By Rebecca Flannery
For the second semester in a row, Baylor’s Philanthropy and the Public Good class distributed thousands of dollars in grant money to nonprofits. At 1 p.m. Monday, $75,000 from anonymous donors will be disbursed to the 14 grant-receiving organizations at an award reception at the Baylor Club.
Although only in its second semester, significant changes were made to improve the course. Dr. Andy Hogue, lecturer in political science and director of Civic Education and Community Service Program, teaches the philanthropy course.
Hogue said this semester positions available in the class were reduced from 30 to 21 students and created an additional one-hour course for eight students who took the class in the fall.
“We had some funding set aside for a group of last semester’s students doing advanced study with me this spring in a course called Philanthropy Senior Fellows,” Hogue said. “The role of those eight students was to serve as mentors for those taking the class the first time around.”
Prairie Village, Kan., junior Jack Steadman took the class in the fall semester and was selected to be one of the students to take Philanthropy Senior Fellows for the spring. He said his role was more hands-on than it was before.
“I served as a senior philanthropy fellow. I would meet with the groups in the larger, 21-person class to act as their adviser,” Steadman said. “We also got to allocate a budget of our own to five different organizations.”
Steadman said the smaller class was also able to research, deliberate and ultimately give $5,000 in grant money in conjunction with Aramark Corp. to Compassion Ministries.
Other nonprofits benefitting from the $75,000 are Talitha Koum, Avance, Creative Waco, Caritas of Waco and Unbound, an international organization that works to educate and provide human-trafficking presentations to groups and organizations within local communities.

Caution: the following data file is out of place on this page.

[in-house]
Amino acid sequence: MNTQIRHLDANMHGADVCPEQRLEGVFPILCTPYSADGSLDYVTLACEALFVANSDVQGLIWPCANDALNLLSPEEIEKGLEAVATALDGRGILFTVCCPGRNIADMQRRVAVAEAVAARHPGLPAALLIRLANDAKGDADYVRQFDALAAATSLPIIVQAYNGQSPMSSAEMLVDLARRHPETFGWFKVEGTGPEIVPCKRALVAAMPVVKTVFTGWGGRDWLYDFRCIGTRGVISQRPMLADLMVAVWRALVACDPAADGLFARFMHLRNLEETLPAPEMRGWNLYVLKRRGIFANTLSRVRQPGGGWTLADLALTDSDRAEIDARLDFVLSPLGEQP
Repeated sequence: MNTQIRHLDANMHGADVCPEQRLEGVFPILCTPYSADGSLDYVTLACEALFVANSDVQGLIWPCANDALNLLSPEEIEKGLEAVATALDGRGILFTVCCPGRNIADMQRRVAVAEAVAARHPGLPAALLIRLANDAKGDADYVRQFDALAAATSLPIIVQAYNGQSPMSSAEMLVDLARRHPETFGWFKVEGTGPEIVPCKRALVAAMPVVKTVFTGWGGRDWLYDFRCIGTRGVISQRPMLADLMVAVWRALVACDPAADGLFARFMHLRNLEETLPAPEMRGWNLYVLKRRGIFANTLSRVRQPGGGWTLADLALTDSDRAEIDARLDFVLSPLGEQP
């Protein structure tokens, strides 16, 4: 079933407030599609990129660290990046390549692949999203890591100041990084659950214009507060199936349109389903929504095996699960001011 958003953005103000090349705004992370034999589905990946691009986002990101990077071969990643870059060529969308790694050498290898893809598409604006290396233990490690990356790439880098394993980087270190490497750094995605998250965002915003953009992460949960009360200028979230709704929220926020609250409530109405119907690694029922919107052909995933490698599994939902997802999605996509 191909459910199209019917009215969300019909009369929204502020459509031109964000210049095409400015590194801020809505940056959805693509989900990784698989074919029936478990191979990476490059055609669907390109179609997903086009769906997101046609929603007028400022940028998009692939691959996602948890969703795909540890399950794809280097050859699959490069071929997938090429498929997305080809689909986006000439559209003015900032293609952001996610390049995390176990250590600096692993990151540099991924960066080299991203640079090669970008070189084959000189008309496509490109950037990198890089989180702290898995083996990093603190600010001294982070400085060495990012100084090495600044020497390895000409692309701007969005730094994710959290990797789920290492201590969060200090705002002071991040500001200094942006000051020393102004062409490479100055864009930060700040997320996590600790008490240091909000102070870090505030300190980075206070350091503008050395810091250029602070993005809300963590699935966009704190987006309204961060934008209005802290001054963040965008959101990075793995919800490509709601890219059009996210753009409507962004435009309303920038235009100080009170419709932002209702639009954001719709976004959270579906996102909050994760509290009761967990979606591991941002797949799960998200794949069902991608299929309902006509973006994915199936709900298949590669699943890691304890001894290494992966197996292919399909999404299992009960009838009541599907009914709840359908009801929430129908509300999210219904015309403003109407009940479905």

“Like anything, we made improvements by doing it a second time,” Hogue said. “We reorganized our sub-sectors and also created a clearer evaluation process of our students as they tried to distinguish between many deserving nonprofit organizations.”
In the bigger class, the 21 students were divided into five groups that evaluated six different subsectors. Hogue said the class grouped nonprofits together based on how they served their communities. Examples of the subsectors included health and wellness, and homelessness outreach.
“One of the biggest changes that influenced the way the class ended up was that the curriculum focus was narrowed,” Steadman said. “By having a smaller budget for a smaller group, it was less difficult to figure out where all the money should end up.”
The class was changed from a three-hour course to a four-hour course to include a lab hour. Steadman said the lab hour was an improvement to the way the class flowed as it allowed the group to have a time set for board meetings.
Liberty Township, Ohio, junior Drew Hamilton was one of the 21 students taking the class for the first time. He said the class gave him a new perspective about Waco.
“It’s amazing to see how many people want to help and see Waco and the world change,” Hamilton said.